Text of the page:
Family Socioeconomic Position and Lung Cancer Risk: A Meta-Analysis and a Mendelian Randomization Study


Zou Xusen,Wang Runchen,Yang Zhao,Wang Qixia,Fu Wenhai,Huo Zhenyu,Ge Fan,Zhong Ran,Jiang Yu,Li Jiangfu,Xiong Shan,Hong Wen,Liang Wenhua


BackgroundFamily socioeconomic position (SEP) in childhood is an important factor to predict some chronic diseases. However, the association between family SEP in childhood and the risk of lung cancer is not clear.MethodsA systematic search was performed to explore their relationship. We selected education level, socioeconomic positions of parents and childhood housing conditions to represent an individual family SEP. Hazard ratios (HRs) of lung cancer specific-mortality were synthesized using a random effects model. Two-sample Mendelian randomization (MR) was carried out with summary data from published genome-wide association studies of SEP to assess the possible causal relationship of SEP and risk of lung cancer.ResultsThrough meta-analysis of 13 studies, we observed that to compared with the better SEP, the poorer SEP in the childhood was associated with the increased lung cancer risk in the adulthood (HR: 1.25, 95% CI: 1.10 to 1.43). In addition, the dose-response analysis revealed a positive correlation between the poorer SEP and increased lung cancer risk. Same conclusion was reached in MR [(education level) OR 0.50, 95% CI: 0.39 to 0.63; P < 0.001].ConclusionThis study indicates that poor family socioeconomic position in childhood is causally correlated with lung cancer risk in adulthood.Systematic Review Registrationidentifier: 159082.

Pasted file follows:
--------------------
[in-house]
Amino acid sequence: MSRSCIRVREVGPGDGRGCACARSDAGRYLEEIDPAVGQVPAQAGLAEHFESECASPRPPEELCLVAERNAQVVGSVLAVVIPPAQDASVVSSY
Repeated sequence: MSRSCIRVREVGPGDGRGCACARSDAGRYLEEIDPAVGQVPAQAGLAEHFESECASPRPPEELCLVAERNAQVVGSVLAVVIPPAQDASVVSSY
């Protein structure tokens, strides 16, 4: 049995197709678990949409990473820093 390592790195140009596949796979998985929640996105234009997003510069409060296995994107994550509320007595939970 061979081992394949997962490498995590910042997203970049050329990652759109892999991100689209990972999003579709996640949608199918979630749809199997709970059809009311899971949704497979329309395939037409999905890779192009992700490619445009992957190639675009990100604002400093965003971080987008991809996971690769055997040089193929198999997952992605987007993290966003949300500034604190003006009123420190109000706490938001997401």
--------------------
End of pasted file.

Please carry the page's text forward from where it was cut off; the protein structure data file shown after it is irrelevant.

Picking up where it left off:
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Public Health, Environmental and Occupational Health







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